Henderson stadium land sale under federal investigation

The federal government will investigate the U.S. Bureau of Land Management’s pending sale of a 480-acre site in Henderson to embattled developer Christopher Milam, who once targeted the land for an arena-stadium project.

Late Friday, Department of the Interior spokeswoman Jessica Kershaw issued a statement saying, “The Department has requested that the matter be reviewed by the Inspector General. The Bureau of Land Management has not yet processed the patent and is fully reviewing the transaction.”

Initially endorsed by the city of Henderson, the land sale has been controversial since November, when Milam told city officials that the proposed major league sports complex they wanted is not financially viable. After learning that Milam was marketing the land for residential and commercial uses counter to a land development agreement, the city filed a lawsuit on Jan. 28 seeking to prevent any use other than a sports complex.

The inspector general’s office will determine the nature of the investigation. Kershaw did not respond when asked what prompted the agency’s request for a review. The IG’s office did not return a call seeking comment late Friday.

The Review-Journal reported last week that former BLM Director Bob Abbey and his business partner, Michael Ford, stand to gain from work Ford performed as a consultant helping Milam in dealings with the BLM in acquiring the 480 acres. Ford and his land use consultancy, Abbey, Stubbs & Ford, stand to collect a success fee of more than $500,000 if the developer obtains control of the BLM land.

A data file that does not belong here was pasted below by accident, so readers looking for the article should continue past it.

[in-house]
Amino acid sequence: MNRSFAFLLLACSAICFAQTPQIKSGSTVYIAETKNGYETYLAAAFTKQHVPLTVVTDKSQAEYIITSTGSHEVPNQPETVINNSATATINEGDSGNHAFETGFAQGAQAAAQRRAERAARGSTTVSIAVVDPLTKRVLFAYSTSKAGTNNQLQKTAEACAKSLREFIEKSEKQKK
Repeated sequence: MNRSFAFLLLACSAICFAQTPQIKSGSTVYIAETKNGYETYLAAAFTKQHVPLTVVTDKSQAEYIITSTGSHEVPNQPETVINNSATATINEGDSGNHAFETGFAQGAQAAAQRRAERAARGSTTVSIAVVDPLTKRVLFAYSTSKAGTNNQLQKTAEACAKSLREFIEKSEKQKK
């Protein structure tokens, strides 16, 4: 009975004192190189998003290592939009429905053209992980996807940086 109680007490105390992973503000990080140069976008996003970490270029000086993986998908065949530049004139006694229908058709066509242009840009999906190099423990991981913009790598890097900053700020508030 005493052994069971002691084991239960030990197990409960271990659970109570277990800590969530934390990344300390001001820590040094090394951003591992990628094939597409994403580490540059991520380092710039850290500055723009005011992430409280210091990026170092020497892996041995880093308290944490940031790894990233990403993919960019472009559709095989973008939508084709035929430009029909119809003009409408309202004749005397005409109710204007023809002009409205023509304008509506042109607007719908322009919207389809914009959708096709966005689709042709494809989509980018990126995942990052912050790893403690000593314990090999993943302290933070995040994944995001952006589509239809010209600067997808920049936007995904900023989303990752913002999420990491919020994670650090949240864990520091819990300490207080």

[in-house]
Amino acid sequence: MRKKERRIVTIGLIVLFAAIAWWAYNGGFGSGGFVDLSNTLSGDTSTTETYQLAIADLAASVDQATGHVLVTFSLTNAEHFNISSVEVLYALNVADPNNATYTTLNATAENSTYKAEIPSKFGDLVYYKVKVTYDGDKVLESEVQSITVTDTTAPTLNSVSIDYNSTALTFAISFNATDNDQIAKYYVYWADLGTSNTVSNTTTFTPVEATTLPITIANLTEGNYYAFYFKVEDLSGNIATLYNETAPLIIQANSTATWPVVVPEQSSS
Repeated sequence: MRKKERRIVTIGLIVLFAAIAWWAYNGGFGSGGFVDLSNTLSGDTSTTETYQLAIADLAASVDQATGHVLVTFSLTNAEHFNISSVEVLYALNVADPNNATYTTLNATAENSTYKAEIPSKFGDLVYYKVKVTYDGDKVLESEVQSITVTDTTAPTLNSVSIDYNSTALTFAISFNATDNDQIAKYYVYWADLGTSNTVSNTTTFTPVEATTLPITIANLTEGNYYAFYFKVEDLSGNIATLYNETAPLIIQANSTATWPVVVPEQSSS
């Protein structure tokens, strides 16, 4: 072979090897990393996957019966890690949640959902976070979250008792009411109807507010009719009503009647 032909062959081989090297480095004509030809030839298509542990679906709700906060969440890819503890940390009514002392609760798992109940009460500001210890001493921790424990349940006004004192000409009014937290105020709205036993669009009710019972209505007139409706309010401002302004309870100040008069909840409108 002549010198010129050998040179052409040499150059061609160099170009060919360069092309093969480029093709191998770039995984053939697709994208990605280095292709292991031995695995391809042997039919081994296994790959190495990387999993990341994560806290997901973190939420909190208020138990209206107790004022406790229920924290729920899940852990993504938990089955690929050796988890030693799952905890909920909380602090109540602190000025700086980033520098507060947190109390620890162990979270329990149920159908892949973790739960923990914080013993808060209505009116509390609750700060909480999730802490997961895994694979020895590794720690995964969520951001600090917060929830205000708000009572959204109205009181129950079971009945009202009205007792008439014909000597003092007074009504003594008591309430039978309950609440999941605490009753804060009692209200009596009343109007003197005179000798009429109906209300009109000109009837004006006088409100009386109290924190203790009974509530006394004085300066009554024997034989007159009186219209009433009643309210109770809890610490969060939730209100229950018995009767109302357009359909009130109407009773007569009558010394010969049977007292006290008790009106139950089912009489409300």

That success is at least delayed. The $10.5 million sale was scheduled to close three days ago but has been put off to March 28.

Abbey was head of the BLM in Nevada for eight years before becoming head of the BLM with the endorsement of U.S. Sen. Harry Reid in 2009. He retired from the agency in May. Ford, also a former BLM official, was hired by Milam and the city to help with the BLM land transfer.

Milam, Abbey and Henderson city officials could not be reached for comment.

Ford’s lawyers had no problem with the federal probe.

“We welcome an inquiry into the transaction,” said Bill Maupin, a partner in the Las Vegas law firm of Lionel Sawyer & Collins, which is representing Ford.

Henderson City Attorney Josh Reid — the son of Sen. Reid — said in a court filing that Ford threatened him during a Nov. 30 phone conversation, “stating that he and the City should not interfere with the transfer of the Land to Milam, and indicated that there was nothing that the City could do to prevent the BLM from issuing the patent.”

Ford in court papers denies making a threat. Milam, Ford and three other members of Milam’s development team are named in the Henderson city lawsuit, which alleges a bait-and-switch scheme to obtain the land through fraud.

Abbey was still in charge of the BLM when Henderson nominated the parcel — endorsing its sale — with the understanding Milam would build an arena there. Milam was the sole bidder, matching the government’s appraised value of $10.5 million. He paid for the land on Nov. 28 — the same day he told Henderson the sports complex plan was not financially viable, which he maintained would release him from the development agreement.

Las Vegas developer John Ritter, who has bought BLM land in the past but is not involved in the Milam deal, said the investigation is appropriate because Abbey could potentially influence BLM’s decision on whether to transfer the property to Milam.

“I’m glad to hear the inspector general is investigating it,” said Ritter, developer of the Mountain’s Edge and Providence master-planned communities in the valley. “The entire transaction … needs to be looked at.”

Contact reporter Alan Snel at asnel@reviewjournal.com or 702-387-5273.

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